The front end of a standard factory model passenger automobile was modified at those points with the greatest potential for inducing injuries for the purpose of reducing the primary impact of a pedestrian against the car.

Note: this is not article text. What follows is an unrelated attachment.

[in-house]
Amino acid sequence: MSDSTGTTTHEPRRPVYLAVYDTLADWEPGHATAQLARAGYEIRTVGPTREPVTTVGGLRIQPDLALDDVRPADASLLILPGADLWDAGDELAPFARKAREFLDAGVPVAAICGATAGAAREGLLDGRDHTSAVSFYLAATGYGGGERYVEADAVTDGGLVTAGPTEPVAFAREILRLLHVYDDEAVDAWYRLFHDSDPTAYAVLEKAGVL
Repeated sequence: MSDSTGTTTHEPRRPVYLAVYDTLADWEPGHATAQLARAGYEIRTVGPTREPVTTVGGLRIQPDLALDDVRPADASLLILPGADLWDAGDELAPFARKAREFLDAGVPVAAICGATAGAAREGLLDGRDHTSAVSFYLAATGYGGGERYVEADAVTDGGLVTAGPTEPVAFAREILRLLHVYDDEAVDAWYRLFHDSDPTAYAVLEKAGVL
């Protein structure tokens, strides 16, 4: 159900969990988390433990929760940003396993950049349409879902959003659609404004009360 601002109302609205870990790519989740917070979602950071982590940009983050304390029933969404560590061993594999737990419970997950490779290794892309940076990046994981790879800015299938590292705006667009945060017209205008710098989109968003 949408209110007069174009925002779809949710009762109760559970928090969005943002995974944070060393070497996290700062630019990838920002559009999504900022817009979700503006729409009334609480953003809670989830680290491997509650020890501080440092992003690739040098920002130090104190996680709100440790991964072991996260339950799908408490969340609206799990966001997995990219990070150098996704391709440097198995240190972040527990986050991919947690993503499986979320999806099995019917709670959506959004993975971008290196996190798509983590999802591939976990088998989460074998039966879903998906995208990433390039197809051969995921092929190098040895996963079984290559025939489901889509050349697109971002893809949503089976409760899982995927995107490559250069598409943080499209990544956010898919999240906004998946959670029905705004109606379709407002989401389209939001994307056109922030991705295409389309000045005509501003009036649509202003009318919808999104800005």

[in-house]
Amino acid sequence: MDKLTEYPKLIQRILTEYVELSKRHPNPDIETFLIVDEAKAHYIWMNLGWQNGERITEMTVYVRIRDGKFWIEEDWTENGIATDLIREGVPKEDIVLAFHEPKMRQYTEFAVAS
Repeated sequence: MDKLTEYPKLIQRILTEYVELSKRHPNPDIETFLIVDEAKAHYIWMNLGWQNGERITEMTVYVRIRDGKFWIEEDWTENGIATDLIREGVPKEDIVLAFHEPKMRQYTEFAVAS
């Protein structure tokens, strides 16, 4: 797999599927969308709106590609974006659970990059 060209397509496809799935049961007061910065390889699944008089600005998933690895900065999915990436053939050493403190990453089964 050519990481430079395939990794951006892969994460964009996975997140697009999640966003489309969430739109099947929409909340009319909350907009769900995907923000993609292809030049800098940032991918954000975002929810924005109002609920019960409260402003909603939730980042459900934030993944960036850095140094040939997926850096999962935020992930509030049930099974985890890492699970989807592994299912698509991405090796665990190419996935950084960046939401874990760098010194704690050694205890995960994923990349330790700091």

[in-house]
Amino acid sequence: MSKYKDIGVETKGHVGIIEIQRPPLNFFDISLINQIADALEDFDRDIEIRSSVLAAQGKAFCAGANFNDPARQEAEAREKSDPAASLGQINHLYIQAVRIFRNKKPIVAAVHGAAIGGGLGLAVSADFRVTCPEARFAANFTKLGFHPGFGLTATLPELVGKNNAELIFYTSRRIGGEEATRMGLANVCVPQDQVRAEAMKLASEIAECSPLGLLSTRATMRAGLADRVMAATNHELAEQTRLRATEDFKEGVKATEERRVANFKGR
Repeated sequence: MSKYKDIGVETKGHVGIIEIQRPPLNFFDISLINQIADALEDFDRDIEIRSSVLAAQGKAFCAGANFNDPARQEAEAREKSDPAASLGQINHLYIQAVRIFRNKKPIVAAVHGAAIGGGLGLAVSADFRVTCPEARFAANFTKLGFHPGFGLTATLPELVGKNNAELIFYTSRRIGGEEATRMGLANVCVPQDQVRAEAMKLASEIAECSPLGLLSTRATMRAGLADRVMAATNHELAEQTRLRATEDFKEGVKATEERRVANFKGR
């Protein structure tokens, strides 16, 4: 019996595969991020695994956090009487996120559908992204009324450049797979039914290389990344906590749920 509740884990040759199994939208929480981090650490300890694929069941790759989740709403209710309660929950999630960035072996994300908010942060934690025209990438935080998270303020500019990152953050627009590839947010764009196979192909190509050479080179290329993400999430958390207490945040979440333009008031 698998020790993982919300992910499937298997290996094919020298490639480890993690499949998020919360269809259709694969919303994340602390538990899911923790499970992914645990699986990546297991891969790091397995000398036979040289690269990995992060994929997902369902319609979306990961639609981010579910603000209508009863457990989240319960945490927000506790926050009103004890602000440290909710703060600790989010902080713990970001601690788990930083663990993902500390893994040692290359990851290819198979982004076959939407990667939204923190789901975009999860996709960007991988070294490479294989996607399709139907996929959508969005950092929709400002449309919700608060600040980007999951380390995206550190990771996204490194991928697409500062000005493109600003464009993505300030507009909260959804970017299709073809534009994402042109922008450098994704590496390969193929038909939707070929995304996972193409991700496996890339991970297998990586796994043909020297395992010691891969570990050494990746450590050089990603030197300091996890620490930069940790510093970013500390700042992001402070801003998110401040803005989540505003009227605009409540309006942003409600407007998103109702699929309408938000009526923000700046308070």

The modifications were performed on the geometry and the structure of the front end. Special consideration was placed on achieving a suitable design. In experimental investigations with adult and child pedestrians, loads inflicted on the bodily parts struck by standard factory model and by modified vehicles were measured and compared. It was discovered that considerable reduction of the loading was achieved with the modified vehicle upon primary impact.